Two mountain lions walk through woods in daylight

Drivers Encouraged to be Alert and Aware During Watch Out for Wildlife Week

They aren’t watching out for you, so you need watch out for them.

This time of year, the number of wildlife-vehicle collisions typically peak as animals start migrating to winter habitat, mating season begins for deer and elk, and bears spend more time foraging before hibernation. To help reduce collisions, Caltrans and the California Department of Fish and Wildlife (CDFW) remind motorists to be on the lookout during Watch Out for Wildlife Week, which runs Sept. 15-21.

Watch Out for Wildlife Week marks the beginning of the migration season for California’s wildlife, particularly elk and deer. Many of California’s roadways cut through these animals’ routes. It is vital that drivers be especially alert now through December to avoid collisions with wild animals. These crashes not only harm wildlife, but they can damage vehicles and cause injury and death to drivers and passengers.

“Caltrans is dedicated to improving the safety of California drivers, which includes being responsible when it comes to the environment,” said Caltrans Acting Director Bob Franzoia. “This can mean installing flashing warning signs and building ramps and larger culverts for safer passage over and under our roads.”

“From September through December, wildlife often exhibit natural behaviors that can increase their movements and activity nearer to humans and roadways,” said CDFW Conflict Programs Coordinator Vicky Monroe. “That makes large animals such as deer, bears and mountain lions more likely to be killed or injured by wildlife-vehicle collisions.”

According to the California Highway Patrol, 15 people died and 810 people were injured in 4,368 collisions with animals on state, county and local roadways throughout California between 2017 and 2018. The UC Davis Road Ecology Center estimates the total annual cost of animalvehicle conflicts in California to be at least $307 million in 2018.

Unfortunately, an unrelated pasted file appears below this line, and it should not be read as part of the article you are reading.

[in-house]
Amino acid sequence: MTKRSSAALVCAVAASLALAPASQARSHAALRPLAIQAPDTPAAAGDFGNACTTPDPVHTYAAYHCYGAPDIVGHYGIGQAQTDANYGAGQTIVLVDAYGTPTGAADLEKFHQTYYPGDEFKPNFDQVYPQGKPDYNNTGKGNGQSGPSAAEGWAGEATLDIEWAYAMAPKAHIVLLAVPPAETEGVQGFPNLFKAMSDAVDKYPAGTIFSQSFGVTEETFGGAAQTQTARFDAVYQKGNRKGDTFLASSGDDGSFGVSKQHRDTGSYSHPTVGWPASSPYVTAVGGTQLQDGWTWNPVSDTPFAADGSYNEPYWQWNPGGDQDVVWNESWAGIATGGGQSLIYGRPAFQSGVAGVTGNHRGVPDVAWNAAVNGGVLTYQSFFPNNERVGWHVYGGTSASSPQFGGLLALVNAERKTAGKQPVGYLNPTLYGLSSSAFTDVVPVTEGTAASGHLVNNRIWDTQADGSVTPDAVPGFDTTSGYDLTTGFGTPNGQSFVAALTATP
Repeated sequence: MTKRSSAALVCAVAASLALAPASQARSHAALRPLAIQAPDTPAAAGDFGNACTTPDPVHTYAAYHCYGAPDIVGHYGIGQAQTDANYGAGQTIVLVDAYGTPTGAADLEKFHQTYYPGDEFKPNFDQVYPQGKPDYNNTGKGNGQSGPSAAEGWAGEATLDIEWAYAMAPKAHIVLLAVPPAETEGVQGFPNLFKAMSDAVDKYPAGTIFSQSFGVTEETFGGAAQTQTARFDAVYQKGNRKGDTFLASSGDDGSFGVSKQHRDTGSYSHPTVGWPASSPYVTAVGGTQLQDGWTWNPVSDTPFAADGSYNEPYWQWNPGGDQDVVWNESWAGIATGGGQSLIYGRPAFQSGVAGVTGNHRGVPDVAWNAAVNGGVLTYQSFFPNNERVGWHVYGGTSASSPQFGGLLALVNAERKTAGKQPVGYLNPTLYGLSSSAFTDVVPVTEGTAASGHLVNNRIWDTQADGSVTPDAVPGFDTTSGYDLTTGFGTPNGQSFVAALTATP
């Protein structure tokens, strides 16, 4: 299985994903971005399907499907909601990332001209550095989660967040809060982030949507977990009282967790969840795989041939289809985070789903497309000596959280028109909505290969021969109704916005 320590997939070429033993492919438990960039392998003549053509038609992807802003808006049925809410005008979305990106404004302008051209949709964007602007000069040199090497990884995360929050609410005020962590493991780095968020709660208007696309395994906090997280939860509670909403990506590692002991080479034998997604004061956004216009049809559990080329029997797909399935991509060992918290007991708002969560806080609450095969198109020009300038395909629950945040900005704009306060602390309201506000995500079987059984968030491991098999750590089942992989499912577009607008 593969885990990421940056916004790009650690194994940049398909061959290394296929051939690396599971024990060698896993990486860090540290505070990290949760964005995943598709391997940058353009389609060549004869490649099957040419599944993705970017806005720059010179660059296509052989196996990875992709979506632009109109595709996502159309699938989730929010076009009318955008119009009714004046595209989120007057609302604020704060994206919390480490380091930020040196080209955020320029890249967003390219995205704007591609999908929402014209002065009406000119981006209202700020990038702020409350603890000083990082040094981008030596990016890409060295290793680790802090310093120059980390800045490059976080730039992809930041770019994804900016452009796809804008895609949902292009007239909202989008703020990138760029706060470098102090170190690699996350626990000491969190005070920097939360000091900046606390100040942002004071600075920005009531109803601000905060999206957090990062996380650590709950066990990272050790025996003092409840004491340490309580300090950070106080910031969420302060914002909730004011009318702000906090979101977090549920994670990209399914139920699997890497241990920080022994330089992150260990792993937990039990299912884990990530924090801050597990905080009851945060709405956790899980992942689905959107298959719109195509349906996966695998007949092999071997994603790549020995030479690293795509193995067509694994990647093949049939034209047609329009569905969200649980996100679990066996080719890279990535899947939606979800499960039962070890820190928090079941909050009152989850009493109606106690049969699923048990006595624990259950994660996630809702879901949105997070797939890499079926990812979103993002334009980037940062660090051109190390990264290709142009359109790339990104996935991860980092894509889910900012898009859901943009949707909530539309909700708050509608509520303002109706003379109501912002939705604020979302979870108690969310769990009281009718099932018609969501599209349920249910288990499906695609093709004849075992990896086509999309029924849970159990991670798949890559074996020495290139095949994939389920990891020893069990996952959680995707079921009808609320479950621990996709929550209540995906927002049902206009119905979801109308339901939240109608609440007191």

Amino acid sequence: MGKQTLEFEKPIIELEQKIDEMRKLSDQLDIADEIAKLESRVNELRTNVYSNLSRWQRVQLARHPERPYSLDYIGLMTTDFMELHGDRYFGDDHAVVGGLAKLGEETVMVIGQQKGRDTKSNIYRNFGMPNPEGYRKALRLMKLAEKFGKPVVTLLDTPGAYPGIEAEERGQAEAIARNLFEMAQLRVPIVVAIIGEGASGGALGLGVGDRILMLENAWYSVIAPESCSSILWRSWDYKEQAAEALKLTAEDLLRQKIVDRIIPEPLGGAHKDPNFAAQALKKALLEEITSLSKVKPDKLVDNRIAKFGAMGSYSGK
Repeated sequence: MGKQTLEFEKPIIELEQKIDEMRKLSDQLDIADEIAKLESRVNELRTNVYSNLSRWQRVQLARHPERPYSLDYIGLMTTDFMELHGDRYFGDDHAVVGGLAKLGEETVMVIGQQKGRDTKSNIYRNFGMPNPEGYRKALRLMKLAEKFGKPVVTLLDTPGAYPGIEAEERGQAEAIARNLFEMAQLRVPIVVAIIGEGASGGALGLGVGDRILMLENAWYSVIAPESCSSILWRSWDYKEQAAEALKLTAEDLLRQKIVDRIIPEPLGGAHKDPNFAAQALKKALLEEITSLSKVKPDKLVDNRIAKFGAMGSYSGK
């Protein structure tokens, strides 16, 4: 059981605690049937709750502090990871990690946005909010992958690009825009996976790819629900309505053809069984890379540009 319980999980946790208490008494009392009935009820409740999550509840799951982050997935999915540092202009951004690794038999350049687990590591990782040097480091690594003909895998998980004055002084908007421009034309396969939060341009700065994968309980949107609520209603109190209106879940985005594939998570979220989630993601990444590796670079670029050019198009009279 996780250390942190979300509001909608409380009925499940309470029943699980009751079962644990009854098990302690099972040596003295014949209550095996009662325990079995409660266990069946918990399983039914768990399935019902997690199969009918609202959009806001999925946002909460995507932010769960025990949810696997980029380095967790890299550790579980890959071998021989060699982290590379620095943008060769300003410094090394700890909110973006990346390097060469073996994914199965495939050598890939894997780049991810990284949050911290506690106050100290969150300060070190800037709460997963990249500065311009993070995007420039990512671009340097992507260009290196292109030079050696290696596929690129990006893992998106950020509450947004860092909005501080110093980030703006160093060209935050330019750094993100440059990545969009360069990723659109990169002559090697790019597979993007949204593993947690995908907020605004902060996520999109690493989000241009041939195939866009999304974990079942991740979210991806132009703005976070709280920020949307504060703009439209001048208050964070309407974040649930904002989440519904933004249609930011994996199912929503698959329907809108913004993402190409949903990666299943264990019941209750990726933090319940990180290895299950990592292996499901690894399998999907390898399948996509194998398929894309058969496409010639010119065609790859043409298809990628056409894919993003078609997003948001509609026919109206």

Wildlife experts offer the following tips for motorists:

  • Be extra alert when driving near areas wildlife frequent, such as streams and rivers, and reduce your speed especially around curves.
  • Don’t text and drive! Leave your phone alone; it can wait.
  • Pay extra attention driving during the morning and evening hours when wildlife are often most active.
  • If you see an animal on or near the road, know that others may be following.
  • Don’t litter. Trash and food odors can attract animals to roadways.
  • Pay attention to road shoulders. Look for movement or reflecting eyes. Slow down and honk your horn if you see an animal on or near the road.
  • Respect wildlife. California is their home too.

The Watch Out for Wildlife campaign is supported by Caltrans, CDFW, Defenders of Wildlife and the UC Davis Road Ecology Center.

Here are a few examples of what Caltrans, CDFW and their partners are doing to reduce wildlife-vehicle collisions, improve awareness of key issues and improve ecological sustainability:

Twin Gulches Undercrossings Provide Safe Passage for Pacific Fishers on State Route 299

Caltrans District 2 staff continue to monitor the Twin Gulches undercrossings that were constructed to provide safe passage for wildlife, including a rare species, the Pacific fisher. These crossings were constructed as part of the Twin Gulches Curve Improvement Project, which was finished in 2016. Photos from four trail cameras currently in place at the inlets and outlets of the culverts have captured several species using these structures.

A brown Pacific fisher with a black muzzle walks through an oversized steels culvert at night
A rare Pacific fisher passes through an oversized culvert constructed specifically for wildlife west of Redding under SR-299.

Construction of Wildlife Undercrossings Scheduled near Placerville

The Camino Safety Project east of Placerville in El Dorado County will go to construction next year and will include a 12-foot by 12-foot box culvert as a wildlife undercrossing, eight-foot wildlife fence, and four wildlife escape ramps for animals that may become trapped in the right-of-way. Camera monitoring and wildlife tracking show the project on U.S. Highway 50 will benefit deer, coyotes, foxes, and other species.

A doe and fawn walk through green, gold, and brown woodland
A doe and fawn traverse a patch of woodland near SR-50 and the site of a proposed box culvert that will be built for wildlife, as part of the Camino Safety Project in summer 2020. Caltrans photo

SR-68 Wildlife Crossing Improvements Planned in Monterey County

Caltrans has started environmental studies for the SR-68 Corridor Improvements Project that will include wildlife connectivity improvements near Monterey. The project follows recommendations from the Route 68 Scenic Highway Plan completed by the Transportation Agency of Monterey County (TAMC) in 2017. At TAMC’s request, Pathways for Wildlife installed wildlife cameras at culverts that cross under the highway. Their data were used to identify locations along the corridor where future improvements will be made to promote safe passage for wildlife under SR-68.

A tawny, faintly-marked bobcat walks out of a dark culvert